Assassin's Creed Valhalla to have viking weddings and romances


With the announcement of Assassin’s Creed latest instalment Valhalla, it sounds like we may very well have the biggest Ubisoft game ever released on our hands.

The Viking action-adventure suggests that it would be an expansive open world epic, embracing the series’ shift to a more open RPG.

Valhalla is set to expand on a feature first seen in Odyssey, the previous release in October 2018.

Players will, again, be able to pursue a gluttony of romantic options throughout the game, with the chance to engage in Viking weddings a very real option.

Lead producer Julien Laferriere of Ubisoft Montreal revealed the feature in an interview with Eurogamer.

Laferriere explained that quite a lot of the game is built around a Viking settlement, with your job being the development of the settlement. The consequences of your actions, including any romances you get entwined in, will be seen through the community you establish.

"It's your own Viking village you'll see prosper and grow, and which your clan mates will live in," Laferriere said.

"It's at the centre of our quests and the centre of the decisions you make. We want players to see the consequences of their actions."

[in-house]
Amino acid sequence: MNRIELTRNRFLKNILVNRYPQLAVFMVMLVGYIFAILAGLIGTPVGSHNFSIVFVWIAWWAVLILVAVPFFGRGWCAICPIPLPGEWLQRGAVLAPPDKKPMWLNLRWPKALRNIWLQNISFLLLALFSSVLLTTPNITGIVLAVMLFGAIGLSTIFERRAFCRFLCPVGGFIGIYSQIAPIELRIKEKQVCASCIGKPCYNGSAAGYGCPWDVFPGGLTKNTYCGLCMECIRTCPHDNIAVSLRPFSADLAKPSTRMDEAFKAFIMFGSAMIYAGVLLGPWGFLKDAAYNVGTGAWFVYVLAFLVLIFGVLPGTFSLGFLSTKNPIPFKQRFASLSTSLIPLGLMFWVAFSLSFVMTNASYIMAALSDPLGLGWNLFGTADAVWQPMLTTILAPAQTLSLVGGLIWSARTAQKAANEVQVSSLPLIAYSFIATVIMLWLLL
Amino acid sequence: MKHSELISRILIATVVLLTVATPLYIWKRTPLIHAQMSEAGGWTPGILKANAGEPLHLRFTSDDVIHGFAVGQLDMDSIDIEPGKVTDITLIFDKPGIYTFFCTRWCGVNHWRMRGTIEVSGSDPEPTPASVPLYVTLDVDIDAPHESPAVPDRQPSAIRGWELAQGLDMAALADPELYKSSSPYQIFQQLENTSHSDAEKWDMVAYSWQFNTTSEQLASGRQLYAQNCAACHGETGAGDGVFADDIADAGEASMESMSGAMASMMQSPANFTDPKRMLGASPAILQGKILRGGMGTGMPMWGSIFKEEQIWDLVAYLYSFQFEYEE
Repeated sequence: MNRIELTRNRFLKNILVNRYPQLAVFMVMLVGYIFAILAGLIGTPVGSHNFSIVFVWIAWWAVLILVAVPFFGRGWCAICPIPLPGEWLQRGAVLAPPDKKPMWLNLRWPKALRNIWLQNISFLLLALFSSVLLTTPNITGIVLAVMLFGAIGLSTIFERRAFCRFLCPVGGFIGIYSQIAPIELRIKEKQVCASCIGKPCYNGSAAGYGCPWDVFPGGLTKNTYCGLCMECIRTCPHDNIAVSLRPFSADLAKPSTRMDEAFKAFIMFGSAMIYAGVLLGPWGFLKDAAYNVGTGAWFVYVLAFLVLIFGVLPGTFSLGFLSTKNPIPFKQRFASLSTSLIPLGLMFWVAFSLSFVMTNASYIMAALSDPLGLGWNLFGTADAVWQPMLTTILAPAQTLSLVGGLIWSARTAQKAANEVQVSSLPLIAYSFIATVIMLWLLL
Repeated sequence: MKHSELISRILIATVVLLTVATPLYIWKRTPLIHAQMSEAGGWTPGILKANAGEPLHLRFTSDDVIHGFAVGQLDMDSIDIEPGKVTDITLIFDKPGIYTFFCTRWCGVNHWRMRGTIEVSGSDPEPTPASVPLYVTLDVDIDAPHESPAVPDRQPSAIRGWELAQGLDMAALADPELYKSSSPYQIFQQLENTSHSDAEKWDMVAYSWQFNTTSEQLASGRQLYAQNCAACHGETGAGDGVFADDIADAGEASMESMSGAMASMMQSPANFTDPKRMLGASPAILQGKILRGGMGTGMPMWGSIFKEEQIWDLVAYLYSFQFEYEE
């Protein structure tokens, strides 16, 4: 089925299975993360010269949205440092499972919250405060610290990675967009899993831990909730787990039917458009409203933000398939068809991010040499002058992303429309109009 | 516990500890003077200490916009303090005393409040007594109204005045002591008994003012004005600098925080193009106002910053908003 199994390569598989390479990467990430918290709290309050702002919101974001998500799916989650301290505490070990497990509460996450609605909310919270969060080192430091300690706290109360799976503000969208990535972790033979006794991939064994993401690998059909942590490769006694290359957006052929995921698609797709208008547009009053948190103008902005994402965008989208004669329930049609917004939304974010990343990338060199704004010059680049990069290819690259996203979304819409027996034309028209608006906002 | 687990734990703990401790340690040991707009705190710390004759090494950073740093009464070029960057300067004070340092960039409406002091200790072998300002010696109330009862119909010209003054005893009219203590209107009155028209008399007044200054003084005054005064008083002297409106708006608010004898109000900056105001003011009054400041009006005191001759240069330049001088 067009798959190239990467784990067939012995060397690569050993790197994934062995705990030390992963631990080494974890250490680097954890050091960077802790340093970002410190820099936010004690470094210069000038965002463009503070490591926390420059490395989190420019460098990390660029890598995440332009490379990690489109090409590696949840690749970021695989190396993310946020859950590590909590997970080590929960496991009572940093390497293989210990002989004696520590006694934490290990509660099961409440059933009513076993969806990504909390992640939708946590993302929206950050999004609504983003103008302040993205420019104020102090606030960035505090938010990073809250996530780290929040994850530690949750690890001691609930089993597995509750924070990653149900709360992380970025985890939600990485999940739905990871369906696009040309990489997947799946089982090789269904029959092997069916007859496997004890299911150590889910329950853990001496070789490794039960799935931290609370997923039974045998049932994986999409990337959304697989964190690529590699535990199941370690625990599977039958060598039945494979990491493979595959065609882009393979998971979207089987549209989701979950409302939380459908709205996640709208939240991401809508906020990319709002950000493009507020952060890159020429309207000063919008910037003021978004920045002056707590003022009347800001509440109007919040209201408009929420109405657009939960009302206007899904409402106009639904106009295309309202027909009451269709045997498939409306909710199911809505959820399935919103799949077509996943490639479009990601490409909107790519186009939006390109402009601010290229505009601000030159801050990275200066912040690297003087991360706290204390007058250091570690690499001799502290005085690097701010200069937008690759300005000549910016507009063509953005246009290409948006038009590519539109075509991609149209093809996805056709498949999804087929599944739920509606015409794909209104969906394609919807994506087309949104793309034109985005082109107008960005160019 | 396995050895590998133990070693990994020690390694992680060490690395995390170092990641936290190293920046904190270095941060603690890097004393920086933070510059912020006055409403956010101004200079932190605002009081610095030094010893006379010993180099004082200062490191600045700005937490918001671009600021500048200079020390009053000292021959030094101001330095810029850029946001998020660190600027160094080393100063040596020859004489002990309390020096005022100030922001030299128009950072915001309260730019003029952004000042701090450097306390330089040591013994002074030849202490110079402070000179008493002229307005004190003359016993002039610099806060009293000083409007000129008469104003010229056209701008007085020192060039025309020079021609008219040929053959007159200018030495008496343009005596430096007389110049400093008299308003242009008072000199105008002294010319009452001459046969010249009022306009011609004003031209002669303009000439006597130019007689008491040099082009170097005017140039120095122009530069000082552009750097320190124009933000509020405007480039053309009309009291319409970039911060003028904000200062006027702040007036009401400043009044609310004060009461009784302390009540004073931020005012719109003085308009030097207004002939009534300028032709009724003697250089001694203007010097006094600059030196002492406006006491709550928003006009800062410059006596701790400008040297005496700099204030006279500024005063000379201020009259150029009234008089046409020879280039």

Valhalla will allow you to play as either male or female, with narrative director Darby McDevitt recently confirming that same-sex relationships, possible in Odyssey, will also be present in the new feature.


"Yeah - there's a lot of romances to have that can be found all over the map," he explained, "and you can choose how to approach them any way you see fit."

A first look at the gameplay should be dropping today (Thursday, May 7) as part of an Xbox Series X reveal event.

There is set to be surprises aplenty at the event, especially with the news that Ubisoft have recently registered a domain name for a new Prince of Persia title.

With Assassin’s Creed going into the world of RPG and away from the “hack-n-slash platformer”, could a new Prince of Persia title be about to move into the space left empty by the genre shift?

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